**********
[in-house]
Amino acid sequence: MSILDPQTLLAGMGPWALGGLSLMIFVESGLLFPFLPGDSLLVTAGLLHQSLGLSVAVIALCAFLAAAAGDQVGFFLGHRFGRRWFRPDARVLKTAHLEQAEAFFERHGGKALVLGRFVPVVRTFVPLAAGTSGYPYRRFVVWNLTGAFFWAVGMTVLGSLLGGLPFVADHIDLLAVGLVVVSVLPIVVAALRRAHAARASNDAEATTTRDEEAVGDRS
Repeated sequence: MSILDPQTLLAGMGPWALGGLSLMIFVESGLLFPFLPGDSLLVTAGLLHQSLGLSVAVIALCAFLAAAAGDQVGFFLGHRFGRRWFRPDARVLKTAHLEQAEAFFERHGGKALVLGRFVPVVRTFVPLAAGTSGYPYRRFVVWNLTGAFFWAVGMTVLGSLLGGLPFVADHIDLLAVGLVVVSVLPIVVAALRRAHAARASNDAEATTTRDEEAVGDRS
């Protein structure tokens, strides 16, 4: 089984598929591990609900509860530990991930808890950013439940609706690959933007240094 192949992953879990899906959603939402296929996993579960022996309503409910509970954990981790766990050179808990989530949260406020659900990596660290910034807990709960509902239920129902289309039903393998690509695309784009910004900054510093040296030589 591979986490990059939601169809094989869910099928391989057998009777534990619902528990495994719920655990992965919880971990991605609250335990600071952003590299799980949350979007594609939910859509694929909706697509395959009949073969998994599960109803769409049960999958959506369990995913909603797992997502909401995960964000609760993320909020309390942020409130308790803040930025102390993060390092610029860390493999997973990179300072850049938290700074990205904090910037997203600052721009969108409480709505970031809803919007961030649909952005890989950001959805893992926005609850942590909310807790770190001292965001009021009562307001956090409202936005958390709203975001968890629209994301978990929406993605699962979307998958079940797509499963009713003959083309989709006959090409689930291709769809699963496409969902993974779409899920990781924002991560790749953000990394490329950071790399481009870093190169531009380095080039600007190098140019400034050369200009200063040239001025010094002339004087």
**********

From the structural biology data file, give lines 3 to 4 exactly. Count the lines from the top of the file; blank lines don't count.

Repeated sequence: MSILDPQTLLAGMGPWALGGLSLMIFVESGLLFPFLPGDSLLVTAGLLHQSLGLSVAVIALCAFLAAAAGDQVGFFLGHRFGRRWFRPDARVLKTAHLEQAEAFFERHGGKALVLGRFVPVVRTFVPLAAGTSGYPYRRFVVWNLTGAFFWAVGMTVLGSLLGGLPFVADHIDLLAVGLVVVSVLPIVVAALRRAHAARASNDAEATTTRDEEAVGDRS
């Protein structure tokens, strides 16, 4: 089984598929591990609900509860530990991930808890950013439940609706690959933007240094 192949992953879990899906959603939402296929996993579960022996309503409910509970954990981790766990050179808990989530949260406020659900990596660290910034807990709960509902239920129902289309039903393998690509695309784009910004900054510093040296030589 591979986490990059939601169809094989869910099928391989057998009777534990619902528990495994719920655990992965919880971990991605609250335990600071952003590299799980949350979007594609939910859509694929909706697509395959009949073969998994599960109803769409049960999958959506369990995913909603797992997502909401995960964000609760993320909020309390942020409130308790803040930025102390993060390092610029860390493999997973990179300072850049938290700074990205904090910037997203600052721009969108409480709505970031809803919007961030649909952005890989950001959805893992926005609850942590909310807790770190001292965001009021009562307001956090409202936005958390709203975001968890629209994301978990929406993605699962979307998958079940797509499963009713003959083309989709006959090409689930291709769809699963496409969902993974779409899920990781924002991560790749953000990394490329950071790399481009870093190169531009380095080039600007190098140019400034050369200009200063040239001025010094002339004087």